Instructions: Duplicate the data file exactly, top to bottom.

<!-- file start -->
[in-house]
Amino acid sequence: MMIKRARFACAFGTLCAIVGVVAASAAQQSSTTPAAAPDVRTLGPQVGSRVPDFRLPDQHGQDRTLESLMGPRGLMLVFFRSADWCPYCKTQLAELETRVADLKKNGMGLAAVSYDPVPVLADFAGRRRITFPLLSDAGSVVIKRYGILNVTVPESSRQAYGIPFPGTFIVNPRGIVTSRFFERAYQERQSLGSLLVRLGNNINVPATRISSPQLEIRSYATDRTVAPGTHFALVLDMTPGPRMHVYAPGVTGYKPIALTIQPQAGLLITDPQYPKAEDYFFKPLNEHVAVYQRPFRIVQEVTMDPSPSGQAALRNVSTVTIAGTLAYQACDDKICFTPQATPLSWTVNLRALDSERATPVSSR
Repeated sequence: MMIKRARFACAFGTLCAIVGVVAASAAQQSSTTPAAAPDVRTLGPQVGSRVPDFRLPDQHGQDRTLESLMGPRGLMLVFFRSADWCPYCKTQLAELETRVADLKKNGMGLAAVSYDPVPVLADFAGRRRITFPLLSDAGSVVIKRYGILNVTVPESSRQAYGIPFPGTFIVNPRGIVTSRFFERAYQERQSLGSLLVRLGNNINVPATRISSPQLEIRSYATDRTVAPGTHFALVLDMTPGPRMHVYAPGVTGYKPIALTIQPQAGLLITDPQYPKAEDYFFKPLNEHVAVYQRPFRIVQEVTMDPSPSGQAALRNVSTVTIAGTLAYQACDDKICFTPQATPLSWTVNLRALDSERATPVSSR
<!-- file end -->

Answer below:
[in-house]
Amino acid sequence: MMIKRARFACAFGTLCAIVGVVAASAAQQSSTTPAAAPDVRTLGPQVGSRVPDFRLPDQHGQDRTLESLMGPRGLMLVFFRSADWCPYCKTQLAELETRVADLKKNGMGLAAVSYDPVPVLADFAGRRRITFPLLSDAGSVVIKRYGILNVTVPESSRQAYGIPFPGTFIVNPRGIVTSRFFERAYQERQSLGSLLVRLGNNINVPATRISSPQLEIRSYATDRTVAPGTHFALVLDMTPGPRMHVYAPGVTGYKPIALTIQPQAGLLITDPQYPKAEDYFFKPLNEHVAVYQRPFRIVQEVTMDPSPSGQAALRNVSTVTIAGTLAYQACDDKICFTPQATPLSWTVNLRALDSERATPVSSR
Repeated sequence: MMIKRARFACAFGTLCAIVGVVAASAAQQSSTTPAAAPDVRTLGPQVGSRVPDFRLPDQHGQDRTLESLMGPRGLMLVFFRSADWCPYCKTQLAELETRVADLKKNGMGLAAVSYDPVPVLADFAGRRRITFPLLSDAGSVVIKRYGILNVTVPESSRQAYGIPFPGTFIVNPRGIVTSRFFERAYQERQSLGSLLVRLGNNINVPATRISSPQLEIRSYATDRTVAPGTHFALVLDMTPGPRMHVYAPGVTGYKPIALTIQPQAGLLITDPQYPKAEDYFFKPLNEHVAVYQRPFRIVQEVTMDPSPSGQAALRNVSTVTIAGTLAYQACDDKICFTPQATPLSWTVNLRALDSERATPVSSR